By Matt Hobbs
I discovered Dad’s Garage shortly after moving to Atlanta in 2010. Prior to that, I’d written some songs, played in a few bands, and done some musical theatre. But I’d never worked as a musical improviser. True story.
Outside of the musicians on “Whose Line Is It Anyway,” I’d never even seen a musical improviser. Then, I attended shows at Dad’s and became fascinated by the role. It seemed like a cool way to use music, so I inquired about the gig after a show one time. Then I did a few workshops and started sitting in on Thursday nights. The rest was history – and what followed was the craziest, most amazing 4 years of improv shows, musicals, and improv classes. And that experience has taught me a lot.
During much of that time, I was also writing and recording an album of original songs. And that album is finally done; it’s called “17th Street.” In reflecting on the experience of creating the album, I realized how my experience as a musical improviser has shaped my approach to songwriting.
Make Musical Choices that Support the Story You’re Trying to Tell
As a musical improviser scoring a show, your musical choices should enhance the narrative. When a king enters the stage, you play regal-sounding horns. When a young couple is lamenting the loss of an omelet, you play melancholy minor chords. The choices you make – what music to add and how much – needs to support the idea that you and your fellow improvisers are trying to communicate.
This same idea drove many of the decisions we made when we were recording songs in the studio. We started out with stripped-down demo versions of each song (piano and vocals or guitar and vocals), and from there we built out arrangements to enhance the songs.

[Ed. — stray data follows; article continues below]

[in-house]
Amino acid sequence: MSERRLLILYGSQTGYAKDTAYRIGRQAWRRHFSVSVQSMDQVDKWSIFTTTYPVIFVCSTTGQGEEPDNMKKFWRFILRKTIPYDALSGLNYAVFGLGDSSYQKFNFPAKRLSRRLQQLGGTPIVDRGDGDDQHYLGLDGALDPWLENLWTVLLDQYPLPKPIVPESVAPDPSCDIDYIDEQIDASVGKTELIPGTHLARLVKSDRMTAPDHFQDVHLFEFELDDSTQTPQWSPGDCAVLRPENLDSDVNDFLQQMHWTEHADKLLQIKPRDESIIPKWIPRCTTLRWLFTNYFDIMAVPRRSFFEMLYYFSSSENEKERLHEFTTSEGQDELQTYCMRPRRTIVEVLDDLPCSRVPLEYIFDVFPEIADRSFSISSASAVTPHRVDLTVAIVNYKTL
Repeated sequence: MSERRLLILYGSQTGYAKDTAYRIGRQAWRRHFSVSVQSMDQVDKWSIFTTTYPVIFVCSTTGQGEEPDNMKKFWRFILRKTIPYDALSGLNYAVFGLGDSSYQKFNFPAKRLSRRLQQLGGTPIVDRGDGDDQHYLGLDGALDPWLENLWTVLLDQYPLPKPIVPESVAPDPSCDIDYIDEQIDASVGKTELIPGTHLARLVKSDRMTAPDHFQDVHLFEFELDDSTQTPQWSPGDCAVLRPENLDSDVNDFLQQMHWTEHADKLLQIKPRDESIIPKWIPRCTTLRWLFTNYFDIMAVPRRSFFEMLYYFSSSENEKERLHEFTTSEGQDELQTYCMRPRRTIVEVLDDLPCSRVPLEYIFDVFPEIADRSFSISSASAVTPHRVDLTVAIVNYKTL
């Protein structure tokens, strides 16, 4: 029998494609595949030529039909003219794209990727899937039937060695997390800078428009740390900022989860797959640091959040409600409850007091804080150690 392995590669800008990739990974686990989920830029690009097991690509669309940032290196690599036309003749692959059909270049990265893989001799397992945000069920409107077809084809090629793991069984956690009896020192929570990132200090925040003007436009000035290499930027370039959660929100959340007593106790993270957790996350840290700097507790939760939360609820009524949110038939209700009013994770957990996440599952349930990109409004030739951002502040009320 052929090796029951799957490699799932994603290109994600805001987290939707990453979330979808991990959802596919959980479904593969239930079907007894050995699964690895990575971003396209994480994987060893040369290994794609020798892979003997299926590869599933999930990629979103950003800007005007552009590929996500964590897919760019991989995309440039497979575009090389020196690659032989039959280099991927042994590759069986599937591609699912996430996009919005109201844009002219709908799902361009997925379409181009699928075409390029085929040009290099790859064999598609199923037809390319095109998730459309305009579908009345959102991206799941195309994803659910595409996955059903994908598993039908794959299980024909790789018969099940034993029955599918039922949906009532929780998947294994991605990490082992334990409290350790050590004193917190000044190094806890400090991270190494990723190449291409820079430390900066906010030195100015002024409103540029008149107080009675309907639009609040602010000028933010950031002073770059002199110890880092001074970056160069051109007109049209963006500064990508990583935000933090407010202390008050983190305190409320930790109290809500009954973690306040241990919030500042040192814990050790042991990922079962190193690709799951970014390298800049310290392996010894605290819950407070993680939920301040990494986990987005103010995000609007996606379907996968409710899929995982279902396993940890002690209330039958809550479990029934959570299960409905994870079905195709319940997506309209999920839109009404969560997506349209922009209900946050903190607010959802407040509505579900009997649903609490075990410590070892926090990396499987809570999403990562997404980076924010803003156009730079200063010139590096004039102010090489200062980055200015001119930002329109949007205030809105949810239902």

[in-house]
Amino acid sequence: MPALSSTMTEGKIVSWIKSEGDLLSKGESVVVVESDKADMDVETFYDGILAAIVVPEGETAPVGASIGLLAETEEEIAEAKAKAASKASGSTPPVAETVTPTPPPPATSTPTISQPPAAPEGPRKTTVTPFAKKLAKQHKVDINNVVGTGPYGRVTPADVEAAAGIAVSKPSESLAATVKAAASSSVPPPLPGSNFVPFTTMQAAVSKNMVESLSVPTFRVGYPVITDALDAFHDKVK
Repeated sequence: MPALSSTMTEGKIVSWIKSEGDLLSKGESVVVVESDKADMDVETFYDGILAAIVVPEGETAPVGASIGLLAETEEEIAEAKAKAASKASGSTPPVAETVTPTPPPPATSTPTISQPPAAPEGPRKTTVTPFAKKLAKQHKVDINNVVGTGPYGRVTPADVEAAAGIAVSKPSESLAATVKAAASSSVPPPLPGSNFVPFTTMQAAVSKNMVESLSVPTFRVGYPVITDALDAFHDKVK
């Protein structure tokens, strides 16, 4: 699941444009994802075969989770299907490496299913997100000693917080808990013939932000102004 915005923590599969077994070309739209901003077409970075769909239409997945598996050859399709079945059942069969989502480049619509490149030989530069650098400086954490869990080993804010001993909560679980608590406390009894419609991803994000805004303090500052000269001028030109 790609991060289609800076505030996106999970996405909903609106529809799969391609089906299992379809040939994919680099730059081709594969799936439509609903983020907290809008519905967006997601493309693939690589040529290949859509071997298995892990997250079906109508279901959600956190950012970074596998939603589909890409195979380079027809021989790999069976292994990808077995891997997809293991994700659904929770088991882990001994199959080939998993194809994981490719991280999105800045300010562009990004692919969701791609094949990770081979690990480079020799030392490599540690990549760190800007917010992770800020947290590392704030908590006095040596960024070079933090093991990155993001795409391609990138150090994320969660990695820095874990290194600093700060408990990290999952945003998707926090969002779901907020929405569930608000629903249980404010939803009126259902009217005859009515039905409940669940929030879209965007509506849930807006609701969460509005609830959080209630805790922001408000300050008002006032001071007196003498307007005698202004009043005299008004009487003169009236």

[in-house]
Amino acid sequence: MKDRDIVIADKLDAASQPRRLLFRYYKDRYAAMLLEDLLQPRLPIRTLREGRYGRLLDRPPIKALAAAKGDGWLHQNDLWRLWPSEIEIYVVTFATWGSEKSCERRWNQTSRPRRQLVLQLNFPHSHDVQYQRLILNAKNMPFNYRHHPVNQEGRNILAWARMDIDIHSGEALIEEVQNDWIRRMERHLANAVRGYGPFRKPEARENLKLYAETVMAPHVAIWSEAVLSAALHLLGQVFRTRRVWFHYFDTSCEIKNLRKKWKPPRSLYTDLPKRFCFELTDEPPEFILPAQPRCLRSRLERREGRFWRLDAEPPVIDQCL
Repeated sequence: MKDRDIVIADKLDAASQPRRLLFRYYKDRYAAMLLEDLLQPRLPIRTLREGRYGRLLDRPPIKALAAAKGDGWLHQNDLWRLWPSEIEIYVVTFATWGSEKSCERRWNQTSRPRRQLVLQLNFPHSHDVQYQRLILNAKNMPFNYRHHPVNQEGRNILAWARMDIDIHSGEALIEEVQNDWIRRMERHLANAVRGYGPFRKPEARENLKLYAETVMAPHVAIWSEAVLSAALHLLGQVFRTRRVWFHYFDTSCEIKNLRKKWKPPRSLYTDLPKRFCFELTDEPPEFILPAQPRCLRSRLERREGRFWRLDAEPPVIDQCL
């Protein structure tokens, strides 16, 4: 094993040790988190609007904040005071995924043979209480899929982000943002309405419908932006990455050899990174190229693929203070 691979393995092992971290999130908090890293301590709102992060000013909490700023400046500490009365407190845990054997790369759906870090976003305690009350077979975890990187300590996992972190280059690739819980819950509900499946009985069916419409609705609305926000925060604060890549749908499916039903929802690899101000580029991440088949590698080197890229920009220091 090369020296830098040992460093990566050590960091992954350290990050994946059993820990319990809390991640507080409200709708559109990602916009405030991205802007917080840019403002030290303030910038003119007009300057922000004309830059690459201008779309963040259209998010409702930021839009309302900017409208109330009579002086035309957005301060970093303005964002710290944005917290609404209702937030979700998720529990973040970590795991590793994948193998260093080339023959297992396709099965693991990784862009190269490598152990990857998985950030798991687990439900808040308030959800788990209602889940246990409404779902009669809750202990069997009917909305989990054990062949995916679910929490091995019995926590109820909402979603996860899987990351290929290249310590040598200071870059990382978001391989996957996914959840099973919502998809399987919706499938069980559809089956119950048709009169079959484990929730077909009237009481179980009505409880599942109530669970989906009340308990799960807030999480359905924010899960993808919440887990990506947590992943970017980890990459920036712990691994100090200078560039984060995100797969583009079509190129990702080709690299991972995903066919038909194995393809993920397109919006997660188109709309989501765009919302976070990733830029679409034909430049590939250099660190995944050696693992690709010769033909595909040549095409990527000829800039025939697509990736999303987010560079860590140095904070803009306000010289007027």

Each song on 17th Street captures a moment from a narrative – and the process of deciding “what music to add and when” felt similar to scoring an improv scene. For example, there’s one song on the album called “Everybody Else’s World.” It’s a darker, emotional song that definitely has some anger and bitterness to it, so we added in heavy drums and some electric guitars. Another song, “When I Was Ready to Grow Up,” is totally different. It captures a lonely moment for the main character of the album, so we didn’t add too much – leaving only guitar, vocals, and light percussion to tell the story.
Pull from Personal Experience to Build an Authentic Story
I’ve heard that when an actor uses personal experience to inform how they approach a scene, the character they’re playing will be much more authentic. That is, it’s easier for an audience to connect with a character whose reality is based on something real.
I approached writing “17th Street in a similar way” – even if it meant taking some risks to share real, personal stories about real people. In some cases, I didn’t even bother to change their names (for fear of compromising the lyrical quality of the song, like “Mary Delaney”). I’ve heard if writing isn’t scary for the writer, it probably isn’t good. So in putting these songs together, I tired to march in and tell some honest stories, including happy moments of love and optimism as well as unstable moments of insecurity, anger, and heartache.
Trust Your Scene Mates / Studio Mates
In the same way that improvisers support each other to build an improv scene, a supportive environment is equally crucial in the studio. When you’re in the 10th hour of a session and you’re stuck on how to finish out a vocal part, you need to trust your fellow musicians and engineers to look out for what the song or track needs.
You also need to trust your producer. I met Ben Holst, the producer of “17th Street,” through Dad’s Garage a few years. In recording the album, we had to support each other. That meant saying “yes and,” to build on each others’ choices as we journeyed from stripped-down down demo tracks (which I recorded in my bedroom) to a full blown album.
So There You Have It
Working as a musical improviser has definitely shaped my approach to writing and recording and album. More than that, my time at Dad’s helped connect me with the people who made the album possible. So here to many more years of musical improv and writing songs! Yee haw!
Matt Hobbs’s Album “17th Street” is available for “free or name your price” download at 17thStreetAlbum.com. It’s also available on Spotify, iTunes, and all other major online music stores. Visit Matt’s Website for more info.